Progressivism is essentially a protection racket. If the elites ever lose the undisputed right to shout “Racism!” at the producers of culture, the latter will begin to fracture like the rest of the country and to look to the marketplace, rather than ideology, for inspiration.
The last countercurrent may be the most potent of all: the internal churning and dispersal of populations spurred by the pandemic and the availability of remote work. The number of Americans moving from their home regions, a recent survey found, is at the highest level on record. Though conservative writers are quick to observe that this is predominantly a flight from Democratic-controlled states to Republican strongholds in the Sunbelt, the political implications strike me as unclear. Many of the newcomers, I’m guessing, will be Democrats.
Far more significant will be the impact on the culture. Migration is a powerful solvent. Millions of people are leaving home in pursuit of change. They wish to be reborn, reinvented, liberated from the dead hand of the past; pick your metaphor for personal transformation. Such sweeping tides of humanity have always exemplified the central tenet of the American creed: that we are not captives to fate. Each wave of immigrants will begin a strange new story. To tell it, the culture, too, must be reborn and reinvented—and the mold of progressive dogmatism will be shattered in the process.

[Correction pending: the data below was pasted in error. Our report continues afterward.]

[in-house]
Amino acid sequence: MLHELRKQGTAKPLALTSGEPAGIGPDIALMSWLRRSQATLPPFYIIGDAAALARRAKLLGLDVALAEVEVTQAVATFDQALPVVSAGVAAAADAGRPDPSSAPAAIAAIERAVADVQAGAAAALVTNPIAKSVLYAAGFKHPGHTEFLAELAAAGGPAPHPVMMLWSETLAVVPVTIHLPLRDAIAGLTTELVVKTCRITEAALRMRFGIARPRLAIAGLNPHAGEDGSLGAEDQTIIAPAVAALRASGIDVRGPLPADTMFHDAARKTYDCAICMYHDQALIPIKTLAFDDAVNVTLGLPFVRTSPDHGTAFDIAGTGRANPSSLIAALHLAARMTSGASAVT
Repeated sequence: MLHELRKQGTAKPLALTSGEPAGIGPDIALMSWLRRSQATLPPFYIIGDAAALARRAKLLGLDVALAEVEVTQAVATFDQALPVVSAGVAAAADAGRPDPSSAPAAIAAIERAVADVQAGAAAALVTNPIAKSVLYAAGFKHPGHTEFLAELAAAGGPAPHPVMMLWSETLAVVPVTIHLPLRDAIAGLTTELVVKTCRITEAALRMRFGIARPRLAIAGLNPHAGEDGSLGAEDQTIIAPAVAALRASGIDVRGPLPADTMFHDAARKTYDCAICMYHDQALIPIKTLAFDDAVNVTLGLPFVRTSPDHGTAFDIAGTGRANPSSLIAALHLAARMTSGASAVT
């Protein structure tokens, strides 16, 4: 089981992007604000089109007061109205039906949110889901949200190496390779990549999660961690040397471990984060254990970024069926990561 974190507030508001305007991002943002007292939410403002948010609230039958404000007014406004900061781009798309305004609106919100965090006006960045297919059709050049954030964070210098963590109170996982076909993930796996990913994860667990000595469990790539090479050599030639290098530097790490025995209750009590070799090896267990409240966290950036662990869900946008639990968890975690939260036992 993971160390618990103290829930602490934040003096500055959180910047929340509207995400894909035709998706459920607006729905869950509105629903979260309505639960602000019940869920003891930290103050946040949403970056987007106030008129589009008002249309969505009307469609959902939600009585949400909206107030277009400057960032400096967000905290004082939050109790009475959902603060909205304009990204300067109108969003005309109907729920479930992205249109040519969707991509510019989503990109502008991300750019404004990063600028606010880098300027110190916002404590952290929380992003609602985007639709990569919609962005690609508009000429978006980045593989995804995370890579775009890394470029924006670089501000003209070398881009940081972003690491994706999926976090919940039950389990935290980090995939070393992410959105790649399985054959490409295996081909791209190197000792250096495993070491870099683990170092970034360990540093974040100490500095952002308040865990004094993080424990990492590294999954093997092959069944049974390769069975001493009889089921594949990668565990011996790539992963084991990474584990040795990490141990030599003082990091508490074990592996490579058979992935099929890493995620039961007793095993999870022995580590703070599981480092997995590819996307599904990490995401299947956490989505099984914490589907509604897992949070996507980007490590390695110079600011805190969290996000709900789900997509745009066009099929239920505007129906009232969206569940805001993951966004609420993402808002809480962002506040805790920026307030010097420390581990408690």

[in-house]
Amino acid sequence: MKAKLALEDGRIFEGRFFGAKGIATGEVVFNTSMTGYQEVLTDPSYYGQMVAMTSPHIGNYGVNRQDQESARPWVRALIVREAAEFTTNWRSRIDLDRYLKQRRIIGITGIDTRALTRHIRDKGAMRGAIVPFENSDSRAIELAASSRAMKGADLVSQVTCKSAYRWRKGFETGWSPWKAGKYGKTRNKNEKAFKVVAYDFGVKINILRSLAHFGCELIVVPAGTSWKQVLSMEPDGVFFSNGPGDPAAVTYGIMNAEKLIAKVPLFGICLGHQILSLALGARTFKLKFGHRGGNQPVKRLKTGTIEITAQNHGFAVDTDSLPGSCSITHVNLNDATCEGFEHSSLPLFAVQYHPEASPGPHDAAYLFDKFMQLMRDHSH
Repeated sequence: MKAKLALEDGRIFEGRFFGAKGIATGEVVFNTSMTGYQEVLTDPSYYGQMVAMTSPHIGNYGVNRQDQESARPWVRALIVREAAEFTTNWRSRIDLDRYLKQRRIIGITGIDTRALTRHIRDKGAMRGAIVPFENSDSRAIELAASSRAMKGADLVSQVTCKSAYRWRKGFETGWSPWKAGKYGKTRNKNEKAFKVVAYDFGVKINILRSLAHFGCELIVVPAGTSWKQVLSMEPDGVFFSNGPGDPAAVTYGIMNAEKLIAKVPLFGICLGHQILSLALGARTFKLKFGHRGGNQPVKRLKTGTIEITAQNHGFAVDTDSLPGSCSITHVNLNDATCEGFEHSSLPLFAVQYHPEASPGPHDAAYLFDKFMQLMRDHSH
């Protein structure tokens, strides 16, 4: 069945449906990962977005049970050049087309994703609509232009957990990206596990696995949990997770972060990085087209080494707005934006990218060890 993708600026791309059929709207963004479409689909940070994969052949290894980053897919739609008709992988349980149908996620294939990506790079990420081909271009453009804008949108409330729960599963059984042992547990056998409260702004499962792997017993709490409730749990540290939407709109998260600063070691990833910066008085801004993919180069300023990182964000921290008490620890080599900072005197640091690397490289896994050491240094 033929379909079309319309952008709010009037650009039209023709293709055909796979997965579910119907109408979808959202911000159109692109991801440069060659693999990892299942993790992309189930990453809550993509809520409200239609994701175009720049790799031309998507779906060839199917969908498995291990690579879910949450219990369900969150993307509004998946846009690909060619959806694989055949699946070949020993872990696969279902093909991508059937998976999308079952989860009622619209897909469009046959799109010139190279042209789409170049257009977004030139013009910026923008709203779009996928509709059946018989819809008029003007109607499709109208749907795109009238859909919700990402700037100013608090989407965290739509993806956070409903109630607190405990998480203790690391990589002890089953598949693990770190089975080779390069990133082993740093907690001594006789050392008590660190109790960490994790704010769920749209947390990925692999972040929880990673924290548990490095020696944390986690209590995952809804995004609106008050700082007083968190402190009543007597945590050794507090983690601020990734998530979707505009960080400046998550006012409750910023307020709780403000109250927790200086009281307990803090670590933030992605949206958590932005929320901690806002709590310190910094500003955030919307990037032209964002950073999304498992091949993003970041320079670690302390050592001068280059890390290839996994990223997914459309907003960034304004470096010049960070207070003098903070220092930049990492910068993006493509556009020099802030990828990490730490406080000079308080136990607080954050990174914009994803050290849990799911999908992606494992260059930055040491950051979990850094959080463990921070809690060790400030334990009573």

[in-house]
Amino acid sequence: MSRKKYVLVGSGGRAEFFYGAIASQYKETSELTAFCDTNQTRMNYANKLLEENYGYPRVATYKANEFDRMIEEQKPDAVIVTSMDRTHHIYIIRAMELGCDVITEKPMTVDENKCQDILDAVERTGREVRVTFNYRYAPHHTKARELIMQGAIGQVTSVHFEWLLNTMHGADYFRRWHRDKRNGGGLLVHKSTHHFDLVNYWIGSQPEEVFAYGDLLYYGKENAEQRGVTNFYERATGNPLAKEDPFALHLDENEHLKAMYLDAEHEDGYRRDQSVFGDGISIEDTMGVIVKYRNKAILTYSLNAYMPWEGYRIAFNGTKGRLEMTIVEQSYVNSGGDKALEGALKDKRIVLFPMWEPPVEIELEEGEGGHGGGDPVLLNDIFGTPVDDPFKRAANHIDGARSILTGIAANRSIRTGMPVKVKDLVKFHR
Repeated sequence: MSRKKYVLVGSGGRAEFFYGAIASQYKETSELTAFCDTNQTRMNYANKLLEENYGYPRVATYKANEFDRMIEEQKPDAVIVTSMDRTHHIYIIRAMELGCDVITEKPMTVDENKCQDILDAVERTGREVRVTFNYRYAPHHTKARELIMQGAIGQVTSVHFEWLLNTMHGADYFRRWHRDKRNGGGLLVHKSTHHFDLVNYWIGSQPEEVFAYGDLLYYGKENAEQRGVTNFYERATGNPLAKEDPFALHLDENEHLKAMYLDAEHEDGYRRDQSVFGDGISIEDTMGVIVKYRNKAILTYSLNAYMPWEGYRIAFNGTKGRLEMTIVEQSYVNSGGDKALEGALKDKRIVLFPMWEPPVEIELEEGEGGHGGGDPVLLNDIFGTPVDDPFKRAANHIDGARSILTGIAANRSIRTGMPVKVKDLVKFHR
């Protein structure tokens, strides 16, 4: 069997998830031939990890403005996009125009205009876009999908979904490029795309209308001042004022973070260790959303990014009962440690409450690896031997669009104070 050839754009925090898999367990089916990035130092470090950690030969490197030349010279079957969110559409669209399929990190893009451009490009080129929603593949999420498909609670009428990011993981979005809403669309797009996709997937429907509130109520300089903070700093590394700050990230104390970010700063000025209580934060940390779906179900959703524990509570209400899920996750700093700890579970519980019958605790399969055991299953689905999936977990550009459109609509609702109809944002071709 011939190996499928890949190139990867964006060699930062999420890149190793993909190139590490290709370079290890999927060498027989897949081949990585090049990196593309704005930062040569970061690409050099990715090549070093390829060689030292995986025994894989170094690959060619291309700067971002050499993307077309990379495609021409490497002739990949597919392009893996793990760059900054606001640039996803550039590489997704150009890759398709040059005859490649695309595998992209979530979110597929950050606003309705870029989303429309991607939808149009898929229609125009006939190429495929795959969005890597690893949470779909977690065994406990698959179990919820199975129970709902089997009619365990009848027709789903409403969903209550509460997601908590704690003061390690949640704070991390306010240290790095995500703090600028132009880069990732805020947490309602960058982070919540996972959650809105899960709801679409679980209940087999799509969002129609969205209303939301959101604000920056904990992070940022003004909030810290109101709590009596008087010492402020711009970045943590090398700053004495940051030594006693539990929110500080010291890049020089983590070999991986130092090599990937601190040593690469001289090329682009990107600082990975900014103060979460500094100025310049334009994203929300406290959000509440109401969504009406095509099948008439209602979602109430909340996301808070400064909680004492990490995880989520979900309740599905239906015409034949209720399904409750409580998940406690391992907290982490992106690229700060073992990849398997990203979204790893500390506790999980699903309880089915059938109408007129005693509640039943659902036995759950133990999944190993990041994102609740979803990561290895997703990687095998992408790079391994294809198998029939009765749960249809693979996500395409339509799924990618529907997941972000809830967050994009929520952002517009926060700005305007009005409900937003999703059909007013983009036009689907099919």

An unexpected blow against the progressive hold on culture came on May 2, when an anonymous leaker within the Supreme Court made public Justice Samuel Alito’s draft decision to overturn Roe v. Wade and devolve the regulation of abortion to Congress and the states. By the time the formal ruling came down on June 24, traumatized elites seemed ready to repudiate the one branch of the federal government that they did not control. The Supreme Court had “burned whatever legitimacy they may still have had,” Senator Elizabeth Warren proclaimed. “They just took the last of it and set a torch to it.” Abortion on demand—an early victory over traditional culture—has become sacramental to the left, with Roe v. Wade as holy writ. If Republican governors can align with Republican-appointed justices to demolish this once-settled arrangement, then every facet of the culture will be up for grabs. Justice Alito’s opinion “is not just about a woman’s right to choose. It is about much more than that,” cautioned Hillary Clinton, after the draft leaked. “Once you allow this kind of extreme power to take hold, you have no idea who they will come for next.”
Are we on the cusp, then, of an anti-elite cultural revolution? I still wouldn’t bet on it. For obscure reasons of psychology, creative minds incline to radical politics. A kulturkampf directed from Tallahassee, Florida, or even Washington, D.C., won’t budge that reality much. The group portrait of American culture will continue to tilt left indefinitely.
But that’s not the question at hand. What terrifies elites is the loss of their cultural monopoly in the face of a foretold political disaster. They fear diversity of any kind, with good cause: to the extent that the public enjoys a variety of choices in cultural products, elite control will be proportionately diluted.